That and good vision.

      "I see how big those offensive tackles and guards," Bruschi laughed. "Actually, it's been the toughest thing I had to do was making the transition from putting my hand down in the dirt in college, then coming here and learning linebacker.

      "But I was a realist. I came here and saw the Willie McGinests and Chris Slades -- their size, their length, the body type you need to be an edge rusher -- and I saw (his own more compact body type) so I knew I had to change myself as a player."

      It came in fits and starts. There were weeks Bruschi made big plays. There were others he clubbed guys out of bounds or after the whistle. But it all fell together.

      And what Bruschi has done is rare. Belichick mentioned former Giants standout Harry Carson as a player who made a switch similar to the one Bruschi made, but said there aren't many other examples.

      "To be able to read and react as quickly as he does is a little bit unusual," Belichick said of Bruschi. "You don't see many guys who can make the conversion. He is not a defensive lineman playing linebacker. He's a linebacker."

      And one who was reared on the importance of versatility.

      "My mom did a good job with me," said Bruschi, a Sacramento-area native. "She got me into things that weren't normal for a person like me. I was always an aggressive guy and she threw me in the choir, she threw me in the band. She said, 'Tedy, I wanted to make sure you're well-rounded.'

      Well-rounded enough that, this spring, Bruschi was asked to play "Fizzwater" on alto sax at a Symphony Hall benefit concert this past spring.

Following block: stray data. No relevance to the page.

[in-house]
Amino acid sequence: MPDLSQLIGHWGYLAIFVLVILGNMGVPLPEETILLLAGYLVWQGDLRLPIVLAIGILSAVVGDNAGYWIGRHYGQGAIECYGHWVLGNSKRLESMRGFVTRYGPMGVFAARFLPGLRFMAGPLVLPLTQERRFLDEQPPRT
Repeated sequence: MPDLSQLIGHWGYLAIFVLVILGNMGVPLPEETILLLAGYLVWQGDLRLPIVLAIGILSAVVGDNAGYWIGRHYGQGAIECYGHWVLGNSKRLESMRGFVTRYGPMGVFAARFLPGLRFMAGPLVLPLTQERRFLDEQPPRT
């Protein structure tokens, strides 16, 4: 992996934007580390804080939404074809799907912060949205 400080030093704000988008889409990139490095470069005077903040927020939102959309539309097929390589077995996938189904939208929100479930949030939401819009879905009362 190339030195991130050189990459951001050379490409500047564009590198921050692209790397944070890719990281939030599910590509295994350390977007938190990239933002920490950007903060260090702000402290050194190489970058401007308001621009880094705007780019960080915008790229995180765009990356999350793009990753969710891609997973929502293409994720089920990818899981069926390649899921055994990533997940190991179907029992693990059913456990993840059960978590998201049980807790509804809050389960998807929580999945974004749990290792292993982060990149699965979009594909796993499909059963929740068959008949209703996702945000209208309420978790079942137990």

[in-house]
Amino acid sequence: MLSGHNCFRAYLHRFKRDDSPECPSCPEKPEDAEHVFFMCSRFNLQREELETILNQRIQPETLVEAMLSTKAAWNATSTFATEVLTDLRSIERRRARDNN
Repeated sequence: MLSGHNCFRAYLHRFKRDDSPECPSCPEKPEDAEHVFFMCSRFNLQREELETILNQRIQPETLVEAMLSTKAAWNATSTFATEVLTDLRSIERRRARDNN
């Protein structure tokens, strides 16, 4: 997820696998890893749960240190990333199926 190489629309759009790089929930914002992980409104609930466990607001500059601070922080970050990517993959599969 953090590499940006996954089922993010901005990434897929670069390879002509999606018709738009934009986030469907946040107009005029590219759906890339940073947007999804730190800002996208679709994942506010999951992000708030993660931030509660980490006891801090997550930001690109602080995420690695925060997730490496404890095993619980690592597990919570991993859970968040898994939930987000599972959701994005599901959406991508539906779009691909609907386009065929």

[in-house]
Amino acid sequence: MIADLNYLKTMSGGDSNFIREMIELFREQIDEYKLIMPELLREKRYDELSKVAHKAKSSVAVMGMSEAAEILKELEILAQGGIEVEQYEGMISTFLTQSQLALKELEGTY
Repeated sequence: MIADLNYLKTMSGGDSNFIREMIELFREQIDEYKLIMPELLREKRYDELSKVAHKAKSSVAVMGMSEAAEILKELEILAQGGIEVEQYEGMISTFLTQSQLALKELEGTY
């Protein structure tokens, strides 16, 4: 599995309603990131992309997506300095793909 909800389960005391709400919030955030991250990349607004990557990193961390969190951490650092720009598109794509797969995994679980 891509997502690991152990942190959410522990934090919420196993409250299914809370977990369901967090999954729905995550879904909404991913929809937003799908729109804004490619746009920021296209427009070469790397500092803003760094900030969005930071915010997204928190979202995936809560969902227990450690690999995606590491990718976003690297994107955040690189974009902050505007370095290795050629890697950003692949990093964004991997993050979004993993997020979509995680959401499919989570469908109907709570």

"I like that I can say football is not all I am," he said proudly.

      He has a wife and two young sons. He's his own agent, his own man and he tries not to let himself forget that things have gone very well so far.

      "I (thank God) every night," he said. "I don't talk about (his faith) a lot but I've got a beautiful family, the career's gone well, I'm on a team that I'm happy with, one that has a great bunch of guys on it."

      As Belichick said yesterday, "You would like to have 53 Tedy Bruschi's, but it's just unrealistic."

      Unrealistic, because there is no assembly line where they churn out these kinds of guys. Even if he was 5-7, 145 pounds, Tedy Bruschi would still stand out.

      "He's a quiet normal guy, with a couple kids and a great wife," said Johnson. "But he definitely sees the world a little differently than the rest of us. Mostly, he's just having fun."

      Strength, courage, and wisdom
      And it's been inside me all along....
    Your message has been successfully submitted and would be delivered to recipients shortly.